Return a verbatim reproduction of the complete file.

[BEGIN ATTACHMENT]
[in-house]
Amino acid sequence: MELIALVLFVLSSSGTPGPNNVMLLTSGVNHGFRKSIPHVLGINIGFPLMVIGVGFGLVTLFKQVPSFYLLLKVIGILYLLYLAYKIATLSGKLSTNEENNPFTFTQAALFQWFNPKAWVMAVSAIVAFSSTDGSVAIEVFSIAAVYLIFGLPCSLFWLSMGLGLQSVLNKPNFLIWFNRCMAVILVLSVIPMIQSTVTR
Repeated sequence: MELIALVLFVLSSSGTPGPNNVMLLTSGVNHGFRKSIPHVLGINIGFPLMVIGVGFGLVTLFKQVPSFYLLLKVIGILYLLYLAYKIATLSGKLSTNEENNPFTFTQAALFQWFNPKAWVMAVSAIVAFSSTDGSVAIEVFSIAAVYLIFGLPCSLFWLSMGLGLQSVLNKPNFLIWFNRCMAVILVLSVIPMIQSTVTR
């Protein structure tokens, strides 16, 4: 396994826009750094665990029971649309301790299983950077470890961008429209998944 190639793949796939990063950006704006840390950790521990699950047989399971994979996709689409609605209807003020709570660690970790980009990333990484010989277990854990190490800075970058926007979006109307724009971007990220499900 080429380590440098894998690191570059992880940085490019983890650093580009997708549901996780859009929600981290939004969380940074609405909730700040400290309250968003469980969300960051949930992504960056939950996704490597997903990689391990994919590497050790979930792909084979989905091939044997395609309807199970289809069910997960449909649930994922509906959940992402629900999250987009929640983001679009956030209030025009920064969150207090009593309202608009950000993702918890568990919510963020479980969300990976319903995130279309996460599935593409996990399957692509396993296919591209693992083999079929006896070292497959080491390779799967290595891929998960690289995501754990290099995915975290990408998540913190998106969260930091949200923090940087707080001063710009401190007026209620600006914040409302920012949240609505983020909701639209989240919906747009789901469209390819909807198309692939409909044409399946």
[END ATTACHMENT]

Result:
[in-house]
Amino acid sequence: MELIALVLFVLSSSGTPGPNNVMLLTSGVNHGFRKSIPHVLGINIGFPLMVIGVGFGLVTLFKQVPSFYLLLKVIGILYLLYLAYKIATLSGKLSTNEENNPFTFTQAALFQWFNPKAWVMAVSAIVAFSSTDGSVAIEVFSIAAVYLIFGLPCSLFWLSMGLGLQSVLNKPNFLIWFNRCMAVILVLSVIPMIQSTVTR
Repeated sequence: MELIALVLFVLSSSGTPGPNNVMLLTSGVNHGFRKSIPHVLGINIGFPLMVIGVGFGLVTLFKQVPSFYLLLKVIGILYLLYLAYKIATLSGKLSTNEENNPFTFTQAALFQWFNPKAWVMAVSAIVAFSSTDGSVAIEVFSIAAVYLIFGLPCSLFWLSMGLGLQSVLNKPNFLIWFNRCMAVILVLSVIPMIQSTVTR
């Protein structure tokens, strides 16, 4: 396994826009750094665990029971649309301790299983950077470890961008429209998944 190639793949796939990063950006704006840390950790521990699950047989399971994979996709689409609605209807003020709570660690970790980009990333990484010989277990854990190490800075970058926007979006109307724009971007990220499900 080429380590440098894998690191570059992880940085490019983890650093580009997708549901996780859009929600981290939004969380940074609405909730700040400290309250968003469980969300960051949930992504960056939950996704490597997903990689391990994919590497050790979930792909084979989905091939044997395609309807199970289809069910997960449909649930994922509906959940992402629900999250987009929640983001679009956030209030025009920064969150207090009593309202608009950000993702918890568990919510963020479980969300990976319903995130279309996460599935593409996990399957692509396993296919591209693992083999079929006896070292497959080491390779799967290595891929998960690289995501754990290099995915975290990408998540913190998106969260930091949200923090940087707080001063710009401190007026209620600006914040409302920012949240609505983020909701639209989240919906747009789901469209390819909807198309692939409909044409399946």